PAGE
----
Do you remember? The verb is ‘propose’. Colloquially, you can also say ‘pop the question’ which has the same meaning. For example:
- He popped the question while they were on holiday.
These are conversational responses and phrases, so if you’re not sure, use ‘propose’. Let’s do two more. Can you complete the sentences from the dialogue?
- I’ll have to call her to say —————-
- Did she have a —-?
Do you remember the answers?
- I’ll have to call her to say congratulations.
- Did she have a ring?
The full term is ‘engagement ring’. However, in this context, it’s clear what she meant.
Now, do you know any couples that have a really good marriage? That’s our next topic!
3. Talking About Good Relationships
Oli: How long have you been married now?
Lori: Ooh… Almost ten years.
O: That’s a long time! No regrets?
L: No! There are ups and downs, of course, but I wouldn’t change it for anything.
O: You two seem like a really good couple.
L: Yeah, it works well. Of course, part of being a good couple is knowing when to give each other some space.
O: That’s true.
L: I see a lot of couples who move in together, and they give up all of the things which make them individuals. We spend a lot of time together, but we have our own friends, our own hobbies, and so on.
O: Sure, I mean, you don’t want to be *too* dependent on each other.
L: Absolutely. Although, you need to strike a balance. You need to make time for each other, too.
O: Of course. I imagine that it can be easy to let things slip when you’ve been together so long.
L: Yeah, it’s dangerous, actually.
You can’t take things for granted, otherwise your relationship will suffer. If two people go well together, you can say they’re a good couple. You could also say ‘a great couple’, or ‘a perfect couple’. What do you think makes two people a good couple?
In the dialogue, you heard these:
- Part of being a good couple is knowing when to give each other some space.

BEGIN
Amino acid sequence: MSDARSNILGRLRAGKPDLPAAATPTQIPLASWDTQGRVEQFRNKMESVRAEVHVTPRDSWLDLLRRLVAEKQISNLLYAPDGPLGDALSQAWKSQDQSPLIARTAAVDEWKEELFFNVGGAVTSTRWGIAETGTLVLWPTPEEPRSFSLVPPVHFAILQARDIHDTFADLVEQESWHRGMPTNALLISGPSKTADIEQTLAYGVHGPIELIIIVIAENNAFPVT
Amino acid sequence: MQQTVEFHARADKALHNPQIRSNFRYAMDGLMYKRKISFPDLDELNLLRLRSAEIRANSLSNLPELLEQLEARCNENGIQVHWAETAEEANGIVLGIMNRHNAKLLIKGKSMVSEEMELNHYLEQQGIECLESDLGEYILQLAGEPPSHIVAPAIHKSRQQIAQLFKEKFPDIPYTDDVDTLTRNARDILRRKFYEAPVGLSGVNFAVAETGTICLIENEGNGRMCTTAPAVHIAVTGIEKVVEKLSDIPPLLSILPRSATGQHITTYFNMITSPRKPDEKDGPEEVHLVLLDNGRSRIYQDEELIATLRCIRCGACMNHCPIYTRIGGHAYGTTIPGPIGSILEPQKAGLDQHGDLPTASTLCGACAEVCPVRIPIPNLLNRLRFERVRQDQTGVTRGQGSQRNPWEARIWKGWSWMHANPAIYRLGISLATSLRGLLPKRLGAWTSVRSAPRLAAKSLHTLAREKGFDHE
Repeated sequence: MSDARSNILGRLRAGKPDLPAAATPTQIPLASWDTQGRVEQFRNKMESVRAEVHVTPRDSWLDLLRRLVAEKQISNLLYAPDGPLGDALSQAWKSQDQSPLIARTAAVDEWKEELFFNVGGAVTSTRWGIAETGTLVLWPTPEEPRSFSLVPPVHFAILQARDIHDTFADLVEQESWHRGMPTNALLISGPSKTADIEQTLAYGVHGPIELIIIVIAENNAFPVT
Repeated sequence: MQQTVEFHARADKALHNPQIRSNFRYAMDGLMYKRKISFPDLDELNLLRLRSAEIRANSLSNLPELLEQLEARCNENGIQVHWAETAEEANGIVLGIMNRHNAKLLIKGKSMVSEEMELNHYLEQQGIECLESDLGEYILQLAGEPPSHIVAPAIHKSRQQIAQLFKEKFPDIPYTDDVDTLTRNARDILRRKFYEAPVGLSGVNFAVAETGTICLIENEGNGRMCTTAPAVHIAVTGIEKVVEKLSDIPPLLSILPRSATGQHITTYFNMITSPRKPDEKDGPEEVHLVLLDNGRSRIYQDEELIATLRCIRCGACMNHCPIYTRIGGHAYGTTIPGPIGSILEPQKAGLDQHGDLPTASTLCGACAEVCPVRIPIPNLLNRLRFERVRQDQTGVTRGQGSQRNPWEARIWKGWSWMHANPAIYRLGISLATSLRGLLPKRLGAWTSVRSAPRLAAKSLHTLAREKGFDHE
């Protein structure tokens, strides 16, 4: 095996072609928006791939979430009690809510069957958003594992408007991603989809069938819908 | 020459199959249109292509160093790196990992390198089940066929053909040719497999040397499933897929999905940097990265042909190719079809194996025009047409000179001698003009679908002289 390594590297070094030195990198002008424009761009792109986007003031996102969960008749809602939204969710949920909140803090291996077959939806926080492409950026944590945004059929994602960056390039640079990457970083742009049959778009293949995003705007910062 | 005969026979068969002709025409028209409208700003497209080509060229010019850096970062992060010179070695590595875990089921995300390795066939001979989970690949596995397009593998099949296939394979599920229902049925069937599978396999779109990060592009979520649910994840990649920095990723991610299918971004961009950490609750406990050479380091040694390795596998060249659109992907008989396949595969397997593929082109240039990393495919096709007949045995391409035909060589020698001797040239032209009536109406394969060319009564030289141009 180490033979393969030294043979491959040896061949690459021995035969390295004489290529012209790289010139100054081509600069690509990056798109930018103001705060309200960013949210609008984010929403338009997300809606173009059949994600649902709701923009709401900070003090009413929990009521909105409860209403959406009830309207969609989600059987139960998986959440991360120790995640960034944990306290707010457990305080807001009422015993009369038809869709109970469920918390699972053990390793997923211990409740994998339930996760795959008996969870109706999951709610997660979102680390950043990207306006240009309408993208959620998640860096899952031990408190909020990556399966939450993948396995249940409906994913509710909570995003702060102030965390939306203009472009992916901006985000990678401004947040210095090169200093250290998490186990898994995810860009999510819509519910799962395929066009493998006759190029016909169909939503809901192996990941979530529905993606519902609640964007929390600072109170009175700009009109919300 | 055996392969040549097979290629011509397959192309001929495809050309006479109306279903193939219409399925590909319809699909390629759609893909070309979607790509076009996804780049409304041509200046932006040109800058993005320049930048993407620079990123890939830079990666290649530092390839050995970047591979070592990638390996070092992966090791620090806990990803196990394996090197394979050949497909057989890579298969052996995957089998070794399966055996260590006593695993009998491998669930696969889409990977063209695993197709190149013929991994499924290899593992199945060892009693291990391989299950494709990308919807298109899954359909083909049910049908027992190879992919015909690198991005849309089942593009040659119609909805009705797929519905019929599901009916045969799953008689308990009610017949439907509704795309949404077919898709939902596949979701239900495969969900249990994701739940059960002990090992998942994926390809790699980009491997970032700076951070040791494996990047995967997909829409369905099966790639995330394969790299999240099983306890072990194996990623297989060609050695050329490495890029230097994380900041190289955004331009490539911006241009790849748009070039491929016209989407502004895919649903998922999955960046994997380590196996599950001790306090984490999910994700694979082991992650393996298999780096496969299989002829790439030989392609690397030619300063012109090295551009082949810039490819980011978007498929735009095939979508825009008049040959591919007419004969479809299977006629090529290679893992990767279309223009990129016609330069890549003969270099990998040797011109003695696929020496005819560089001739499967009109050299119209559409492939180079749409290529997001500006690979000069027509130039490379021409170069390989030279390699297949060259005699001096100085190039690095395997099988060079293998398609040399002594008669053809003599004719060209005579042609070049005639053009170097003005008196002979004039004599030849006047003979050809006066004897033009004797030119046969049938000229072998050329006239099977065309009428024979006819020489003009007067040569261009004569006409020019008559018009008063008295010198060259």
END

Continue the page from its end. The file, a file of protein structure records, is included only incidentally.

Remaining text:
- You need to make time for each other.
- You can’t take things for granted, otherwise your relationship will suffer.
Do you know what ‘take things for granted’ means? If you take something for granted, you’ve had something for a long time and you get used to it. Then, you don’t appreciate it any more. For example, imagine you eat in an amazing restaurant. The food is incredible, and you have a great time. Now, imagine you eat in the same restaurant every night for a year. Will you still appreciate it? Probably not. You’ll get bored of it, and it won’t be special any more. You’ll take it for granted.
What do you think? Do you agree with these ideas? Could you add any more suggestions for a successful relationship? Of course, there are many ideas! Here are three more:
- The most important thing is to listen to each other.
- Accept that you’ll have ups and downs; don’t expect everything to be perfect.
- If you’re unhappy about something, deal with it quickly. Don’t let things fester.
‘Fester’ here means that you don’t deal with a problem, so it becomes bigger and more serious as time goes by.
Of course, not all relationships go perfectly. Next, let’s see how you can talk about relationship problems with love and relationships in English.
4. Relationship Problems
Lori: Have you seen Sasha lately?
Oli: Yeah, we met for a beer the other evening.
L: How’s he doing? I haven’t seen him for ages.
O: Not so well. It seems like he and Maria are having a difficult time.
L: Really? I remember seeing them together in the summer, and they seemed like the perfect match.
O: I guess things have gone a bit sour since then. From what he said, they aren’t getting on well at all, so they’re fighting all the time. He didn’t seem happy.
L: What’s he going to do?
O: He wasn’t sure.
L: Do they live together?
L: That complicates things…
O: It does. Maybe they’ll work things out. You should call him. He’d be glad to hear from you.
L: Mmm… I’ll give him a call tonight.
Look at three sentences from the dialogue. Can you explain what they mean?